This artist's son is wrapped in Arabic poetry.
A refugee's suitcase, on paper. What would you grab if everything you took had to fit in a small suitcase? Text surrounds the silhouettes and appears in the suitcase.
This is a dictionary by a Palestinian artist, opened to the definition of "Philistine," surrounded by actual nails.
Phil·is·tine n. (fĭl'ĭ-stēn', fĭ-lĭs'tĭn, -tēn')
- A member of an Aegean people who settled ancient Philistia around the 12th century B.C.
- A smug, ignorant, especially middle-class person who is regarded as being indifferent or antagonistic to artistic and cultural values.
- One who lacks knowledge in a specific area.
Another artist's book. You can see its accordian shape in the lower right hand corner--above the big head of that person sitting in front of me.
This is graffiti the artist saw and copied onto paper. It says 'the envious shall not prevail."
I went to a slide presentation--at the Virginia Commonwealth University campus in Qatar--of this show; it's opening in Dubai and comprises art from the British Museum--better known for its mummies than controversial collections of Middle Eastern art, said the museum's Middle East curator, Venetia Porter. She's British but spend a good part of her childhood in Lebanon and is fluent in Arabic. After the presentation I told her this show should go to New York. The consensus seems to be that it's too controversial for the U.S.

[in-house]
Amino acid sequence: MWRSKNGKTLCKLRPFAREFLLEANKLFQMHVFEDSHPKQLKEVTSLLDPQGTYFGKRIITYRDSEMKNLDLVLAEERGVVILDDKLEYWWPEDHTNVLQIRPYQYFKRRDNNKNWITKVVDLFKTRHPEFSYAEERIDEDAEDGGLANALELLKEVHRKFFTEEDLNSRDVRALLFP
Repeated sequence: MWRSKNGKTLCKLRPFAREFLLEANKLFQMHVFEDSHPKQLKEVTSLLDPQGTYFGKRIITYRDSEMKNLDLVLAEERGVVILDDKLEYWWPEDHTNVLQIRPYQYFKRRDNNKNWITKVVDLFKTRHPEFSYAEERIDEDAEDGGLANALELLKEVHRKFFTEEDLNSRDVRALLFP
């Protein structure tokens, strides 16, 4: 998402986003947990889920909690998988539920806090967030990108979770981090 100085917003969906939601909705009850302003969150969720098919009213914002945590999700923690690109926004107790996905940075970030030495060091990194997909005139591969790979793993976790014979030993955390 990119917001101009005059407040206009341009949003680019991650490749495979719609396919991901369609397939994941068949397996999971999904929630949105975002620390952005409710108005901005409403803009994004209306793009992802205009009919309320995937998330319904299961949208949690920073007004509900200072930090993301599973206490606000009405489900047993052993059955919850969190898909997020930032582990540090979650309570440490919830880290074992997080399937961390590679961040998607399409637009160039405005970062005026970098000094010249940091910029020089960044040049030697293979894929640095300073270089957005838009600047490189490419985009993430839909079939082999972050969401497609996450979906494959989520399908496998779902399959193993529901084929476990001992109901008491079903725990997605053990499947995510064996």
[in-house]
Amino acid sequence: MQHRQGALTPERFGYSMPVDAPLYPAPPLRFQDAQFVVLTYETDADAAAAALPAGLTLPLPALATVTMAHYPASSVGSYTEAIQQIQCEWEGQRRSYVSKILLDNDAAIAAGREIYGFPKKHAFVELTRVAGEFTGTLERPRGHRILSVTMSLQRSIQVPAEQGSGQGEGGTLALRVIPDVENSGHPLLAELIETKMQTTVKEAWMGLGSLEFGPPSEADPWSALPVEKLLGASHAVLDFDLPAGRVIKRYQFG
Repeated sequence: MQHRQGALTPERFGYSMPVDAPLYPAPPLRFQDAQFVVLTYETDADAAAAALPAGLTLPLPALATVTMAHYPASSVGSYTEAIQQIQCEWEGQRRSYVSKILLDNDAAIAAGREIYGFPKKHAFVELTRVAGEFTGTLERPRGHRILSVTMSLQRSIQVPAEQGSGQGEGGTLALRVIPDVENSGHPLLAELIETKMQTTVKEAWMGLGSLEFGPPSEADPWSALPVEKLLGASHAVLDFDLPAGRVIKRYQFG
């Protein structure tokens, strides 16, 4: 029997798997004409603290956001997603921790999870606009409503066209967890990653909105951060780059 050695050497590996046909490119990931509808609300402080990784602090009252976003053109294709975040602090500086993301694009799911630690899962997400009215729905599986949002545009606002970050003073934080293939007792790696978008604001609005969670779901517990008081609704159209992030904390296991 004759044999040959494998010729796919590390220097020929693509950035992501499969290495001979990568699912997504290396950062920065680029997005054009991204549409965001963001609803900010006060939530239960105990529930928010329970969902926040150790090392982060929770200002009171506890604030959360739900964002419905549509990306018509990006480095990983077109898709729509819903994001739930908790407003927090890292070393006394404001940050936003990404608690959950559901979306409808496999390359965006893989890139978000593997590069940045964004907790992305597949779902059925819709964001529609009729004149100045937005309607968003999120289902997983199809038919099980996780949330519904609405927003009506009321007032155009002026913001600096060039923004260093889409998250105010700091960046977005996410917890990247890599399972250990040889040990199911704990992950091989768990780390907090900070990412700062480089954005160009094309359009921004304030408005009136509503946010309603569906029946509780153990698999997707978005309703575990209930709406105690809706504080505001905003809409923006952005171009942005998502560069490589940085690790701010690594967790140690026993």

All of the artists in this show work with transforming text into art--Linda Passman and I are fascinated by the interpaly of text and visuals. We play with a lot of ideas in the visual journal workshop we teach.
A full reception followed this free, open-to-the-public event--with falafel, hummus, chicken and vegetable pastries, grilled meats, dessert pastries, fresh fruit, fresh-squeezed strawberry juice. Quite a spread. "They always have these," my friend told me. Can you imagine such lavish spreads at a free slide presentation in America?
Not served--alcohol. This is a strict Muslim country.